At long last it is time to plant Melons. This time truly represents a shift in the growing season. The sun and longer days lead to a burst of growth in the garden. The soil is getting warmer and more habitable for our favorite summer friends.
We are still a couple weeks before our last frost date in Southern Oregon. Sometimes our last frost date is fickle. If yours is too, pay attention to the weather reports and try to time your plantings accordingly. Gardening is a waiting game and even though I won’t be eating Melon for another few months, I am eager to get started watching the plants grow.
Melons are members of the Cucurbitaceae family, sometimes called the gourd family. There are lots of excellent species of Cucurbits. Winter Squash, Zucchini, Gourds, Cucumbers, Watermelons and Muskmelons are all members of this plant family. Chances are you have grown one or all of those, as they are true garden staples. Most of these plants grow best in tropical climates but they do fairly well in temperate climates as well. In Southern Oregon sometimes our summer night temperatures dip a little low to produce excellent crops. A lot of people end up growing Cucumbers and Melons in hoophouses.
Today we are just going to look at Muskmelons. Muskmelon is the colloquial term for the species Cucumis melo. The sweet scent of the ripe fruit is how they got this name. When I was a little kid my mom taught me how to pick Cantaloupes out in the grocery store. She would see if they were fairly firm with a nice color in the netting, but mostly she chose them by scent. Muskmelons include Cantaloupes and Honeydew, the delightful orange fruits or pale green fleshed we are all familiar with but there are tons of different cultivars that come in all shapes and sizes.
A Few Favorites:
Cucumber, Armenian - I know what you're thinking, that's a Cucumber! The latin name for Armenian Cucumber is Cucumis melo var. Flexuosus. It has long slender fruits with pale green smooth skin and flesh and sometimes is known as Yard Long Cucumber or Snake Melon. The flesh definitely tastes more like a Cucumber than a melon. It is light and crunchy with an excellent flavor. You can eat it fresh or grill it like you would Zucchini. I definitely recommend growing this variety on a trellis. It can grow very tall and is super prolific. Definitely a favorite in my home.
- Melon, Ice Cream- This Melon was bred by Merlyn Niedens. It is a cross between ‘Jenny Lind’ and ‘Kansas’. I definitely grew this first because of its name. I mean who does not want to grow something called Ice Cream. But it was truly a delight. It produced multiple beautiful 2-pound fruits with a netted rind and delicious light green flesh. It is sweet and pleasant with an excellent texture. It has shorter vines so it is better for small spaces. You might consider interplanting it with Okra of Cabbage.
- Melon, Mountain Honey - Mountain Honey is really great if you are looking for a consistent and productive Cantaloupe. It has smooth firm flesh that is deep orange in color. The name says it all, it does a lot better in the cool nights we get in the mountains here then other varieties will. Unless you have a greenhouse or live in a place with warm nights this is probably the best choice for you to grow. I am really big on texture with Melons and this one is almost never mealy.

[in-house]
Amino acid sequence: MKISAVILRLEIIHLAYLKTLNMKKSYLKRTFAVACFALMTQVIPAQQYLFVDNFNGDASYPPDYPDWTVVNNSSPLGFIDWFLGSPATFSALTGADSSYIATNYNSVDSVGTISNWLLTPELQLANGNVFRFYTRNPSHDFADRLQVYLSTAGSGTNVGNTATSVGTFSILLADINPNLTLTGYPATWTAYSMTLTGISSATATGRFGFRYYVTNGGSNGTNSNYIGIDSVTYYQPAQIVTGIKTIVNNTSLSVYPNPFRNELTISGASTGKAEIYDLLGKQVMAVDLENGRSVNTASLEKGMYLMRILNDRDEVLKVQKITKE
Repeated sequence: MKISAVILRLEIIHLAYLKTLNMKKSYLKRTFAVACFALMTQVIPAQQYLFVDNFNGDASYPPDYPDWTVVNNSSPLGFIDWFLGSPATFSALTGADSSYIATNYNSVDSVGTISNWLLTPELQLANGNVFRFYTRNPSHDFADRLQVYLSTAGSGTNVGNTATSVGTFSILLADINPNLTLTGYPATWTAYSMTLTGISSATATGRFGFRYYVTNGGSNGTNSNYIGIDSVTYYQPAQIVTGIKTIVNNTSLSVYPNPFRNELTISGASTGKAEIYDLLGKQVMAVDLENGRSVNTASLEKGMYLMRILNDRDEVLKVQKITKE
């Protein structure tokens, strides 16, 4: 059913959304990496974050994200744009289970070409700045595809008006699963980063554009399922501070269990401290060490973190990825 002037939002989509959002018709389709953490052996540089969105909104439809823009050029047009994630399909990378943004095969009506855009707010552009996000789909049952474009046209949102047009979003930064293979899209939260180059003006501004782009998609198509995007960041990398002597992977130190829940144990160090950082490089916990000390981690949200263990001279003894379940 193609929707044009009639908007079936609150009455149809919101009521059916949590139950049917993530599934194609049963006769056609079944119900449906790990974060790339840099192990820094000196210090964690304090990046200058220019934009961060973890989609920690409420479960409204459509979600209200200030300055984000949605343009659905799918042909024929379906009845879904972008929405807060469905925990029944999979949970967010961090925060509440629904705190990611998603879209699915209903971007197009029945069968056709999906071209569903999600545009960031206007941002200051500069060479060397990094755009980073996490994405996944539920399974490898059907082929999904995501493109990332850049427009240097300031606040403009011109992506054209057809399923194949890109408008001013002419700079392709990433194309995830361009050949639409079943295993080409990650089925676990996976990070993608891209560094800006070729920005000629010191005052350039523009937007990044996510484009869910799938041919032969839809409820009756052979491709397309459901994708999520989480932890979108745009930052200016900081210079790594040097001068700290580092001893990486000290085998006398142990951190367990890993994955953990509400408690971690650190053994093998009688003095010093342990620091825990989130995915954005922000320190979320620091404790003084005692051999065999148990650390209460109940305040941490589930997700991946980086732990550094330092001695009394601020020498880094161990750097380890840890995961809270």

How to Grow Melons:
Melons can be seeded indoors in flats of potting soil. However they do best when direct seeded into prepared garden beds outside. Melons like most Cucurbits have fairly sensitive roots. So if you do start the seeds indoors make sure to be really gentle when you transplant them and do not let your plants get root bound.
Seeds can germinate with soil temperatures of between 75-85 degrees but prefer warmer soil for speedy germination. Plants need to be kept fairly warm and they are very sensitive to frost. If you are direct seeding use a soil thermometer to check and see if the soil is warm enough. Look at the 10 day forecast and make sure it is going to be warm enough. You can always cover your plants with floating row cover to keep them extra cozy. Starting your plants indoors can help you manage the variable temperatures. If you start your seeds indoors, start them about 4 weeks before you want to transplant your starts. So I would start them indoors right around your last frost date.
Transplant Melons when you are certain that the nighttime temperatures are warm enough. Here that usually means late May to early June. You can either let melons grow prostrate along the ground or you can trellis them. Trellising is nice because it helps you make use of vertical space in the garden. Make sure you have a hearty trellis because Melons can get pretty heavy. Trellising will also keep your fruit off the ground and keep it safe from pests like slugs and ground squirrels. Space Melons about 24”-36” apart. If you use a trellis this can be a little closer together.
Melons make excellent companion plants and can be grown with just about anything. They do well with Alliums, Brassicas and Peas. A couple of years ago I grew my melon crop alongside my Okra crop. I planted them at the same time. By the time the melons spread out along the ground the Okra was tall enough to compete. It was a little bit tricky to harvest the Okra but melons make a nice ground cover. I would definitely recommend growing them together. It was quite a beautiful combination.
Written by Taryn Hunter